Arctic ice melt sets yet another record

Grist

This story was originally published by Slate and is reproduced here as part of the Climate Desk collaboration.

Every year around the end of February, after a long winter, Arctic ice reaches its maximum extent. This year that happened around Feb. 25, when it encompassed 14.54 million square kilometers (5.61 million square miles) of ice around the North Pole.

Sound like a lot? It’s not. Really, really not. This year’s maximum extent was the lowest on record.

Ice extent (area covered at least 15 percent by ice) for 2015 (solid blue line) compared with 2012 (dashed) and the average from 1981-2010 (black line).Ice extent (area covered by at least 15 percent by ice) for 2015 (solid blue line) compared with 2012 (dashed) and the average from 1981-2010 (black line).NSIDC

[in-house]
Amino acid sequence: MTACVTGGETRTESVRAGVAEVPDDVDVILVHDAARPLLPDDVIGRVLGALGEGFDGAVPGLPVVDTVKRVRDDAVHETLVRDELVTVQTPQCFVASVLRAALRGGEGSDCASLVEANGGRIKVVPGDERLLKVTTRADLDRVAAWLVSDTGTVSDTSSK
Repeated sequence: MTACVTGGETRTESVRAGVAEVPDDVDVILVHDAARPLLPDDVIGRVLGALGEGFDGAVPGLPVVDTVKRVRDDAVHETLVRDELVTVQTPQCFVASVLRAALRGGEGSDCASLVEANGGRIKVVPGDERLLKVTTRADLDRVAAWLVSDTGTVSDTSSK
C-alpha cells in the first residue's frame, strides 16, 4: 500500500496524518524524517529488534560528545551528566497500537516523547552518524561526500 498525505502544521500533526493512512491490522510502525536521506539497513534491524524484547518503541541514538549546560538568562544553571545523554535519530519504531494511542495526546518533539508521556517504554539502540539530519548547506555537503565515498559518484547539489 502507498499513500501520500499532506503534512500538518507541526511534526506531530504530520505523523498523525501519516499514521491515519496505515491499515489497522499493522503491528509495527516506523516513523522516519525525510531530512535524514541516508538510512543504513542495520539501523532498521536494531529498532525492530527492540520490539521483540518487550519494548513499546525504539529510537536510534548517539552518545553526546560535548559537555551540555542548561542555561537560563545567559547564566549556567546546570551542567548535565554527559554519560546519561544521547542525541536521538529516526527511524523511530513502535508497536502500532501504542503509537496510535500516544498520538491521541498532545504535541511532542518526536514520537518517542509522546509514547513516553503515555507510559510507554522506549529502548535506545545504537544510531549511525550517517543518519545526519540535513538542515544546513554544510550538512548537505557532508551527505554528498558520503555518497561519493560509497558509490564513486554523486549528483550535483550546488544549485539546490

The plot above shows the situation. The solid line shows the average ice extent over the year (measured from 1981 to 2010) and the gray area represents a statistical measure of random fluctuations; anything inside the gray is more or less indistinguishable from the…

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